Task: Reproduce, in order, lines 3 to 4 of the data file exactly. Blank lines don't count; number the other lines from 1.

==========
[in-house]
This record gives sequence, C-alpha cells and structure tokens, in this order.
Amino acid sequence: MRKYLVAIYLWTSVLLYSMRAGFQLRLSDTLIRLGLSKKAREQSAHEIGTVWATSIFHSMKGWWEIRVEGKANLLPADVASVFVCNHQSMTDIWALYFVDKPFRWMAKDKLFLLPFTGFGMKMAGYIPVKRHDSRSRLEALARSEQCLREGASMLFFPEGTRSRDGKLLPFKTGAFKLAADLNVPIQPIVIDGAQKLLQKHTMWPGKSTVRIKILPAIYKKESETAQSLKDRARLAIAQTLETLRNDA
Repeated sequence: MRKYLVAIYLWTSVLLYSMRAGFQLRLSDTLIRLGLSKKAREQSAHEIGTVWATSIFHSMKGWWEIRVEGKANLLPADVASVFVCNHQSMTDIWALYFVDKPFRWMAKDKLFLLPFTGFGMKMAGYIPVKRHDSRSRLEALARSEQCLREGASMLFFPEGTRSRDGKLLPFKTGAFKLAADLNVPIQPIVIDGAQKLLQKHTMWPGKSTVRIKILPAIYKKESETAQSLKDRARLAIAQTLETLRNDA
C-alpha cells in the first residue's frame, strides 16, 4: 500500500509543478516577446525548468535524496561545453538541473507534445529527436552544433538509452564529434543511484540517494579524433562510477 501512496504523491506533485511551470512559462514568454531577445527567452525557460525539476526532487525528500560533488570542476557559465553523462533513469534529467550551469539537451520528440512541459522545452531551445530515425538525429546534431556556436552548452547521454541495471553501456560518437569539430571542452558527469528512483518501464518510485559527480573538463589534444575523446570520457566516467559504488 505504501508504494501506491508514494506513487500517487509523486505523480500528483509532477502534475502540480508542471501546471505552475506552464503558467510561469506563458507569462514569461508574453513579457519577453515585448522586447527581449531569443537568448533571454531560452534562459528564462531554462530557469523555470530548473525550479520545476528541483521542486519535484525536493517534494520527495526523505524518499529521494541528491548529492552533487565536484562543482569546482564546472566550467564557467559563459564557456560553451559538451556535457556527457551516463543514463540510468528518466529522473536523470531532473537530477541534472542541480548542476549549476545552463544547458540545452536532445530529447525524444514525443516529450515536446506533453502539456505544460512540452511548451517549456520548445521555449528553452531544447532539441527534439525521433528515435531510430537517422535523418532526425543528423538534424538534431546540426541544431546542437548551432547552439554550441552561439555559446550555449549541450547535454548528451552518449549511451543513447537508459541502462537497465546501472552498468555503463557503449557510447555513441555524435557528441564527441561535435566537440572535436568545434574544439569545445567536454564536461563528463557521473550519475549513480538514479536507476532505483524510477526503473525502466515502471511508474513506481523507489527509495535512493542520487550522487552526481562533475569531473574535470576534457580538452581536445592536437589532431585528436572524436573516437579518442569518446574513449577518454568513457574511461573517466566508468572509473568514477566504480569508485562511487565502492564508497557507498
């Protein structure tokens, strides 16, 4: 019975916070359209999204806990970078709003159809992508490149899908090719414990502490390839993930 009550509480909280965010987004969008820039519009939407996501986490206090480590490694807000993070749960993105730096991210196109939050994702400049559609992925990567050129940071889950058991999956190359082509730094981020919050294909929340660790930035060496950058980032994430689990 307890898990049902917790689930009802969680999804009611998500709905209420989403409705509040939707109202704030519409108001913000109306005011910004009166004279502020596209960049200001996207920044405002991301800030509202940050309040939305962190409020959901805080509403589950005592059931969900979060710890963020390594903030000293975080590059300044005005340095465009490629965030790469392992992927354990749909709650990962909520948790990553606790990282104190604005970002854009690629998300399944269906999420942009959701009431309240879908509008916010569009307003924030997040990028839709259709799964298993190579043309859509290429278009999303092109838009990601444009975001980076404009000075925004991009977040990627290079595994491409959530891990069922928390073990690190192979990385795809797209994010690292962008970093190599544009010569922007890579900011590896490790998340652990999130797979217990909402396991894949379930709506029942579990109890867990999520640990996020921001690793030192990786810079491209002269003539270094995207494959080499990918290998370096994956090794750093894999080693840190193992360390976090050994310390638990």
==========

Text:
Amino acid sequence: MRKYLVAIYLWTSVLLYSMRAGFQLRLSDTLIRLGLSKKAREQSAHEIGTVWATSIFHSMKGWWEIRVEGKANLLPADVASVFVCNHQSMTDIWALYFVDKPFRWMAKDKLFLLPFTGFGMKMAGYIPVKRHDSRSRLEALARSEQCLREGASMLFFPEGTRSRDGKLLPFKTGAFKLAADLNVPIQPIVIDGAQKLLQKHTMWPGKSTVRIKILPAIYKKESETAQSLKDRARLAIAQTLETLRNDA
Repeated sequence: MRKYLVAIYLWTSVLLYSMRAGFQLRLSDTLIRLGLSKKAREQSAHEIGTVWATSIFHSMKGWWEIRVEGKANLLPADVASVFVCNHQSMTDIWALYFVDKPFRWMAKDKLFLLPFTGFGMKMAGYIPVKRHDSRSRLEALARSEQCLREGASMLFFPEGTRSRDGKLLPFKTGAFKLAADLNVPIQPIVIDGAQKLLQKHTMWPGKSTVRIKILPAIYKKESETAQSLKDRARLAIAQTLETLRNDA